Although Covid is generally less severe in children than adults, more kids were hospitalized with the virus during the omicron wave than at any other point of the pandemic, according to the CDC. About two thirds of kids ages 5 to 17 hospitalized with Covid had at least one underlying health condition, like diabetes or obesity.
Dr. Katherine Fleming-Dutra, a CDC official, told the FDA committee that a majority of the kids were hospitalized because they had Covid. In other words, most of them did not test positive for the virus after admission for another health reason.
Covid has killed 202 children ages six months to 4-years-old, 189 kids ages 5 to 11, and 443 preteen and teens ages 12 to 17 since January 2020. Covid is among the top five leading causes of death for children younger than 19-years-old, according to the CDC.
In total, more than 13 million children younger than 18 have been infected with Covid during the pandemic, according to the CDC. It's unclear how many children in the U.S. have long Covid. However, a national survey in the United Kingdom found that up to 8% of kids have Covid symptoms for more than than 12 weeks. Long Covid can occur even after mild infections.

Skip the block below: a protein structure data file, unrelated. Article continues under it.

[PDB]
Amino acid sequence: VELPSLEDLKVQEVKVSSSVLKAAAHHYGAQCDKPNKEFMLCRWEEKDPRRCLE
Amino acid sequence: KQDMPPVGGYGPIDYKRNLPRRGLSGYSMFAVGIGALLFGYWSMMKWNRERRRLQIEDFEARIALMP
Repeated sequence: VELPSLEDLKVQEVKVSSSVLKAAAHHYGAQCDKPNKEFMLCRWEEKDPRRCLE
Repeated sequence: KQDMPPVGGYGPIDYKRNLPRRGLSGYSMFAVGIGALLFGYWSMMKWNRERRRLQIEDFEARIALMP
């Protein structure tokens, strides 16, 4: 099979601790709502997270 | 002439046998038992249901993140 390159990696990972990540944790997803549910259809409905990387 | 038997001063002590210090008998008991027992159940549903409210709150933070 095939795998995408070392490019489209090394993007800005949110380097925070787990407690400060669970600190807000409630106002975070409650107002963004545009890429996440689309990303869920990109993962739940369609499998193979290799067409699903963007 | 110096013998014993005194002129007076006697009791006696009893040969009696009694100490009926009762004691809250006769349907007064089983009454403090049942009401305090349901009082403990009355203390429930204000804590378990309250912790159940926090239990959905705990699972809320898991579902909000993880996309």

Ruth Link-Gelles, a CDC official, said it is "extremely likely" that another surge of infection will occur as new omicron subvariants, BA.4 and BA.5, start circulating more.
"It's important to keep in mind that we are vaccinating children, or potentially vaccinating children, now with the expectationthat vaccination would protect them in the coming months, when we expect additional surges," Link-Gelles said.
Correction: This story was updated to reflect that there's a slightly elevated risk of myocarditis in boys ages 5 to 11 after the second dose of Pfizer's vaccine. A previous version of the story misstated the data.